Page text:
The British and Portuguese regiments were positioned along the ridge with the main concentration at the northern end and the reserves further south.
Marshal Ney led the French advanced guard towards Busaco on the evening of 25th September 1810. His assessment was that only a British rearguard held the ridge and that it could be easily driven off by a frontal assault. Massena came forward and agreed with him, ordering the assault for the next morning.
The first attack was carried out by Reynier’s corps, advancing up the lesser southern road, Massena’s assumption being that this would take the French behind the British right flank.
Map of the Battle of Busaco
Once Reynier was established on the crest Ney’s corps would advance up the main road to the Busaco convent at the northern end of the ridge. Far from being held by a rearguard, on the ridge were all 50,000 British and Portuguese infantry supported by 60 guns.
Early morning mist hampered the first movements and observations. Heudelet’s division, setting off at 6am, followed the southern road up to the crest of the ridge where they were engaged by the 74th Foot, two Portuguese battalions and 12 guns. The firefight continued for the whole of the battle, Heudelet’s division refusing to give ground.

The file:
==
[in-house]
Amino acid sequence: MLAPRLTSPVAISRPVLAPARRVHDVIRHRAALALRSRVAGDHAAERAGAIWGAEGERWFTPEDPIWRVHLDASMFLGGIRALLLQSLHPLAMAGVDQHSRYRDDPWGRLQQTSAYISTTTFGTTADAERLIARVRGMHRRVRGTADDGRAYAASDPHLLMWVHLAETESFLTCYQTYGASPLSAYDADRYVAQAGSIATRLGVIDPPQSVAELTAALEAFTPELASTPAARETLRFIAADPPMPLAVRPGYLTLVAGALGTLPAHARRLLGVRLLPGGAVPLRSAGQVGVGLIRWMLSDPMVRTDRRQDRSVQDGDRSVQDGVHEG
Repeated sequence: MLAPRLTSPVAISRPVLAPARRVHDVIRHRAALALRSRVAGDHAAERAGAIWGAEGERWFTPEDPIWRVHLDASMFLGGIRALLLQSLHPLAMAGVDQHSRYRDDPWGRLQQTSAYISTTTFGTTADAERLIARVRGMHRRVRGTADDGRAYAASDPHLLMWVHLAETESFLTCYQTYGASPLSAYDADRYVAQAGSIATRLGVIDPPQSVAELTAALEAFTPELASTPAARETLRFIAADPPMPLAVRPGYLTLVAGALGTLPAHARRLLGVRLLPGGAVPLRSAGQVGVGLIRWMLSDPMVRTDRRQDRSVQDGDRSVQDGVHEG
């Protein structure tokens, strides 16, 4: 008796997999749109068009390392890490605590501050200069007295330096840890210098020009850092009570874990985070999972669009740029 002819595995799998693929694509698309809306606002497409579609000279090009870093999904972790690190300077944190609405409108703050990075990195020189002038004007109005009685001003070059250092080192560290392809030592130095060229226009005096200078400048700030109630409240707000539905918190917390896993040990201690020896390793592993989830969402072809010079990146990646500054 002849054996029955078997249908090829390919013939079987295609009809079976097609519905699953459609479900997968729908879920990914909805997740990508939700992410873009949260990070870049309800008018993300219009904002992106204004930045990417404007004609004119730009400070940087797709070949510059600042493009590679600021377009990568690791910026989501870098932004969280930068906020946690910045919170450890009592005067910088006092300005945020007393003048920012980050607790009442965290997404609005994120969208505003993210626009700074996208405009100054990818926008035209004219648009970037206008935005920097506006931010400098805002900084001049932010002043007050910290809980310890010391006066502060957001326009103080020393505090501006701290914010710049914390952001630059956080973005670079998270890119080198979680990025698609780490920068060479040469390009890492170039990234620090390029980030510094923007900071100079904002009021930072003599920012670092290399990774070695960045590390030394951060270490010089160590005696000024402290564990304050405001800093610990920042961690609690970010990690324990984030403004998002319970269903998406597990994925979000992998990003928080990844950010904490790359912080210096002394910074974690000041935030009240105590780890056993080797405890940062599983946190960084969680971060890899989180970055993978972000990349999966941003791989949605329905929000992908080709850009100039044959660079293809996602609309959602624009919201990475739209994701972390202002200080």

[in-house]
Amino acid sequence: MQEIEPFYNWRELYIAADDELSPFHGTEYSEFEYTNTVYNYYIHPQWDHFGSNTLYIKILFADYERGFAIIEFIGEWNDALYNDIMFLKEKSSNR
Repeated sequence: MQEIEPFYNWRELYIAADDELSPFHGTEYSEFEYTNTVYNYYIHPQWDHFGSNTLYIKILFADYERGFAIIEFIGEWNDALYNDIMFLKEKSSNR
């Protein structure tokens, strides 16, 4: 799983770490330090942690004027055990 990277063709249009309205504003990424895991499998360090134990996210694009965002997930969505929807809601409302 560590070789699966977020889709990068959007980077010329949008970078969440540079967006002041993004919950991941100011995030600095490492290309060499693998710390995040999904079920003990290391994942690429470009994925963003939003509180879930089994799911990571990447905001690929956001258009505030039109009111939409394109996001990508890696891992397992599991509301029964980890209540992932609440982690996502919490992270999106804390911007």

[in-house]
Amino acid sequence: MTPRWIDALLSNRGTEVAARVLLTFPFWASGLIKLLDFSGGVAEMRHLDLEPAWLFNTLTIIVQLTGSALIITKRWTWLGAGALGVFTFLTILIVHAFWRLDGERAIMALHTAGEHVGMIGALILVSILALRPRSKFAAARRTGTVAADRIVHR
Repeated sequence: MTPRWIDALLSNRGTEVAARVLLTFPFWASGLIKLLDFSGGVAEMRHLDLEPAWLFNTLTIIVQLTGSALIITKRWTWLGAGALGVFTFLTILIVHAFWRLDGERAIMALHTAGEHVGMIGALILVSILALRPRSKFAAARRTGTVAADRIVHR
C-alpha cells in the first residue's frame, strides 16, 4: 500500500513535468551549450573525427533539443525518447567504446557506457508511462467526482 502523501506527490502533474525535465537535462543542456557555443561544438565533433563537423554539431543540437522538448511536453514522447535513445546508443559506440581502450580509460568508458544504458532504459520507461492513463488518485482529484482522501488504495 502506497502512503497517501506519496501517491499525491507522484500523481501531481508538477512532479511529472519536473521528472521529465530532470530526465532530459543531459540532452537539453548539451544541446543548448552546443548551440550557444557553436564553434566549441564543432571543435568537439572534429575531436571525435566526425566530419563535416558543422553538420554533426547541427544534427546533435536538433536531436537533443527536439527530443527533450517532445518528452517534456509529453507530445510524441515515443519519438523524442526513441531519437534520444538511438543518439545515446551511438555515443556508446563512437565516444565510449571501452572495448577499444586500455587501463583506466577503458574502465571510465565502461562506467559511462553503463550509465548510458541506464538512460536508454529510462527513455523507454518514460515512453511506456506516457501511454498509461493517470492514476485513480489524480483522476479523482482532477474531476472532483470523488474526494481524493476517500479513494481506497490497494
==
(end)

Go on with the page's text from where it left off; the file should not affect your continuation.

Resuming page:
Merle’s division reached the crest to the north of Heudelet’s. Lieutenant Colonel Alexander Wallace of the 88th Connaught Rangers had seen the French column climbing the hill and hurried his regiment to the threatened point with several companies of the 45th Foot. Wallace led his men in a fierce attack on the French and drove them back down the hill.
The final element of Reynier’s attack was carried out by Brigadier Foy who took his brigade to the top of the ridge and remained there until he was driven out by Leith’s British Brigade of the 5th Division, the counter attack being headed by the 9th Foot.
Reynier’s corps suffered 2,000 casualties in its abortive assault.
Ney, from his position further north, thought that Reynier had taken the crest and ordered his corps to begin the assault up the main road to the convent.
Loison’s division advanced up the hill with its left on the road. As it reached the crest, the 43rd and 52nd Foot of Craufurd’s Light Division rose from their positions in the sunken section of the road and poured a volley into the French column at 25 yards. The two light infantry regiments then attacked with the bayonet driving the French back down the hillside. A watching artillery officer described the fight as “carnage”.
The 43rd and 52nd Light Infantry attack Lolsin's Division
Seeing the failure of all the attacks Massena called off the assault and began a reconnaissance to the North, discovering a road that circumvented the ridge. As the French marched away to the flank, Wellington’s army withdrew south towards Lisbon, having inflicted a serious reverse on Massena’s Army of Portugal.